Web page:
If you’ve decided to become a coparent and share joint custody with your soon-to-be ex-spouse, you’re bound to encounter some form of conflict with the other parent of your child at some point in the future. Although some ex-spouses can certainly pass through post-divorce parenthood without any kind of arguments, it’s not that uncommon. As such, you’ll want to develop an action plan for conflict resolution and build it into your divorce settlement.
The best way to address issues relating to parental conflict is through a strategically drafted parenting plan that includes various provisions for resolving disagreements.
Parenting provisions relating to dispute resolution
Here are some excellent parenting provisions that address dispute resolution that you can include in your parenting plan:
- If a dispute or argument should arise, the parents agree to discuss such matters out of earshot and visual range of the children.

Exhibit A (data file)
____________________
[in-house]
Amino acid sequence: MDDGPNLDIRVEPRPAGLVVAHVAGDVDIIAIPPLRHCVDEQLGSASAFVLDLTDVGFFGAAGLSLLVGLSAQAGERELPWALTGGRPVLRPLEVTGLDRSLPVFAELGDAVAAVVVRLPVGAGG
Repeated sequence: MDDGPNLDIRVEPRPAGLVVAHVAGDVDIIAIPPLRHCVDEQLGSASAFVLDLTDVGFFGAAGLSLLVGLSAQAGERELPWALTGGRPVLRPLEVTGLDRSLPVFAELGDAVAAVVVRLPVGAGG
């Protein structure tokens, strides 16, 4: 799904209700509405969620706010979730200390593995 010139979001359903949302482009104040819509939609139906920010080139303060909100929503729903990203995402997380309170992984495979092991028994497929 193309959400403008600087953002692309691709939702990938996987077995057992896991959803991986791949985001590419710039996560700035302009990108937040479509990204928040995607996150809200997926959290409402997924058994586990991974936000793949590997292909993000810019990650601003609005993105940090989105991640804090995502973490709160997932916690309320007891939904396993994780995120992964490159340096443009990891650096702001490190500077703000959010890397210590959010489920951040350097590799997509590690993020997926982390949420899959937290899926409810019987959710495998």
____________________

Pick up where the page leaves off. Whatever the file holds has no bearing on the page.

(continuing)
- The parents agree to seek professional assistance to resolve disputes that they can’t resolve on their own. Such assistance may include a professional mediator, a family counselor or a family law arbitrator.
- The parents agree to split any costs related to professional dispute resolution services via the following split: 50 percent to be paid by Parent A and 50 percent to be paid by Parent B.
- The parents will notify one another in writing by certified mail when they wish to invoke their rights to professional mediation, arbitration or family counselor mediation in the event of a dispute.
- Should the parenting plan require revisions, the revisions must be written out, dated, approved and signed by both of the parents. Both parents will also receive a copy of the agreement with original signatures.
- The parents agree to meet and review their parenting plan arrangements twice a year or as necessary.
Are you concerned about post-divorce disputes?
Are you concerned about avoiding post-divorce disputes and/or how to resolve them? The more you understand about your legal rights under your divorce agreement and parenting plan, the better you’ll be able to navigate any potential disagreements. Knowing the law will allow you be realistic with regard to your demands, and it will also prevent you from becoming the victim of a parent who tries to encroach upon your legal rights.